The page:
Lebanon reimposes coronavirus restrictions after surge in infections

Lebanon reimposes coronavirus restrictions after surge in infections
Lebanon reimposed Covid-19 restrictions for the next two weeks as the country experiences a surge in cases.
2 min read
28 July, 2020
The new lockdown procedures were announced as Muslims anticipate Eid Al-Adha on Friday [AFP]
Lebanon on Monday imposed a two week Covid-19 lockdown amid a spike in infections, the health ministry announced, as the country simultaneously battles its worsening economic crisis.
Places of worship, cinemas, bars, nightclubs, sports events and popular markets will be shut down, Reuters reported.

Medical establishments, industrial and agricultural firms, and critical government functions will remain open.

Educational institutions, banks, shops and private companies will be permitted to open only on Tuesdays and Wednesdays.

A near total lockdown will be implemented from Thursdays to Mondays until 10 August.

The renewed lockdown procedures were announced as Muslims anticipate Eid Al-Adha on Friday, a celebration which normally sees large family gatherings.

Beirut's airport, border crossings with Syria and sea ports will remain open, though travellers arriving from high-risk countries will be held in quarantine for 48 hours pending coronavirus test results.

Lebanon has experienced a surge in Covid-19 cases, with at least 132 new infections in the past 24 hours. Lebanon has recorded 51 deaths in total from the virus. 
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Lebanon's Health Minister Hamad Hassan warned the virus was beginning to take a "dangerous turn", blaming the spate in cases on a "lack of community discipline and disregard for all preventive measures imposed on people", according to Arab News.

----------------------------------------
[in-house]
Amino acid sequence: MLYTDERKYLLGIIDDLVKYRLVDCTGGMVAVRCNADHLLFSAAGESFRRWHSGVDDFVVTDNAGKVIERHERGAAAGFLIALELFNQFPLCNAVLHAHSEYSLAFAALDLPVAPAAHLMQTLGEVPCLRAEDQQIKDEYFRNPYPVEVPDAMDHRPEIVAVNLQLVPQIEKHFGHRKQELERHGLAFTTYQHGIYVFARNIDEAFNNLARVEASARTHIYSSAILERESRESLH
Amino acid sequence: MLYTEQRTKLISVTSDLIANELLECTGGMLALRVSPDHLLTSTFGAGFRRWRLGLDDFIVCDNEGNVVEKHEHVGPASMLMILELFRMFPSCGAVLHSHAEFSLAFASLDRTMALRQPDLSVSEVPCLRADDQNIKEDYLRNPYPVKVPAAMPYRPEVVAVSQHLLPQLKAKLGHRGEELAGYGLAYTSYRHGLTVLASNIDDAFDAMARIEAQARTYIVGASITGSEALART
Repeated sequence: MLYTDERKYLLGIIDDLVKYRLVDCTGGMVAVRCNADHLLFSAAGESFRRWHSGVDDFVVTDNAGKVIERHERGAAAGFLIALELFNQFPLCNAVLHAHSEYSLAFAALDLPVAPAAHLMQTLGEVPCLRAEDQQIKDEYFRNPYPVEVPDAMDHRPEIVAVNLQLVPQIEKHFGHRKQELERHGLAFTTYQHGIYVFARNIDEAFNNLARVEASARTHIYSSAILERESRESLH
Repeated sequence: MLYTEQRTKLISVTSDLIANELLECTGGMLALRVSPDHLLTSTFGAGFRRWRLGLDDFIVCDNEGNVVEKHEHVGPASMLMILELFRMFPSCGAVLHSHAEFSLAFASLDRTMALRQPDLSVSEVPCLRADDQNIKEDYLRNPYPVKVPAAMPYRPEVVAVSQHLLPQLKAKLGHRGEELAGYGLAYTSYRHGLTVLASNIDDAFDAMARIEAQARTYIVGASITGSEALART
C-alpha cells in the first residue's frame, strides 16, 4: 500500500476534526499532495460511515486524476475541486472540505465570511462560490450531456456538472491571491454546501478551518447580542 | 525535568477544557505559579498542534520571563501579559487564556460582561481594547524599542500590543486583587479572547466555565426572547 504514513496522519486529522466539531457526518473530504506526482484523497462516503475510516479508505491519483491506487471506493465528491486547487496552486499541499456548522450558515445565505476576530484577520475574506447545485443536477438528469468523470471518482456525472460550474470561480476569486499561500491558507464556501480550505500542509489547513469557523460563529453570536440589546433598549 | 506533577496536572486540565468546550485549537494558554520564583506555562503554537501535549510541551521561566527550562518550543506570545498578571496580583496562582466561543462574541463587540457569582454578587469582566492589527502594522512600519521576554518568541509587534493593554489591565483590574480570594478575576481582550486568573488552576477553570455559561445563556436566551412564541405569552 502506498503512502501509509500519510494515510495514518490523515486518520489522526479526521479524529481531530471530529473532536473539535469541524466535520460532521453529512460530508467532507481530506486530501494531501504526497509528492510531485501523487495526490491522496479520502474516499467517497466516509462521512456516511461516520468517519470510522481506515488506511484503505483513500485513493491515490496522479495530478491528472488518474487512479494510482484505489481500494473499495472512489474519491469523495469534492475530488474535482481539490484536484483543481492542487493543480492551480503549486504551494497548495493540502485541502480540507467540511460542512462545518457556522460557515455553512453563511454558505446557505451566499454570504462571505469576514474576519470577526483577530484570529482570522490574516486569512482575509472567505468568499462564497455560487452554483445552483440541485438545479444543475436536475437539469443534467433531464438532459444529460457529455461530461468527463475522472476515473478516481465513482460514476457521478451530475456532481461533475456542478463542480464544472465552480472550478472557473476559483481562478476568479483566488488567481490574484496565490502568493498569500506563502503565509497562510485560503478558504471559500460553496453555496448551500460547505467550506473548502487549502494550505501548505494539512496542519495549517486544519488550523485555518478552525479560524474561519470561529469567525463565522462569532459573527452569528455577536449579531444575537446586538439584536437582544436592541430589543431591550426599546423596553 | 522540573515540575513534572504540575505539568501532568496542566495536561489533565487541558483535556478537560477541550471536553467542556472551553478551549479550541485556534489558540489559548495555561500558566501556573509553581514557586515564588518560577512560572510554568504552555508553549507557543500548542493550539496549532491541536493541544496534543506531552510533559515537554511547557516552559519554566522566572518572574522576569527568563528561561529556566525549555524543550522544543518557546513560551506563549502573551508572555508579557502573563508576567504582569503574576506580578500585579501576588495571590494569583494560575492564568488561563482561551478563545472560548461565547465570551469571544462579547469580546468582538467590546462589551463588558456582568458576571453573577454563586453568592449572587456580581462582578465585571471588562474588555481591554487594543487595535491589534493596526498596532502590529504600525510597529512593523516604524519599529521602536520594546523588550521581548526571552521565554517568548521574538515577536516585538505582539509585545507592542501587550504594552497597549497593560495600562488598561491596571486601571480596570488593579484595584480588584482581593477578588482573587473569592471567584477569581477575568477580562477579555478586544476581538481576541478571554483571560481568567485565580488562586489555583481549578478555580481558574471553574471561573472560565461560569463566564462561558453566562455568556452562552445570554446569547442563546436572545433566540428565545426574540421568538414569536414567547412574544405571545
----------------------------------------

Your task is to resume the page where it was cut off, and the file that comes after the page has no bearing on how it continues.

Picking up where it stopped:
Lebanon's early lockdown and strict measures to contain the virus were praised for slowing down the initial spread of the pandemic. Authorities have also aggressively tested, carried out random tests, and swiftly isolated infected areas.

Lebanon's economic and financial crisis predates the virus, which has only accelerated poverty and unemployment rates. In late April, the authorities began gradually easing weeks-long restrictions that threw tens of thousands out of work.

Before the coronavirus, a highly indebted Lebanese government bailed on paying its sovereign debt in March, while banks imposed informal capital controls to prevent the further drying up of liquidity and foreign currency.

Nationwide protests demanded major reforms from a government that has failed to gain wide domestic or international support while talks for assistance from the International Monetary Fund stalled.

The crisis put a strain on resources and threatened fuel supplies, which raised alarm among the country's hospitals that rely on generators and fuel bought at black market rates.

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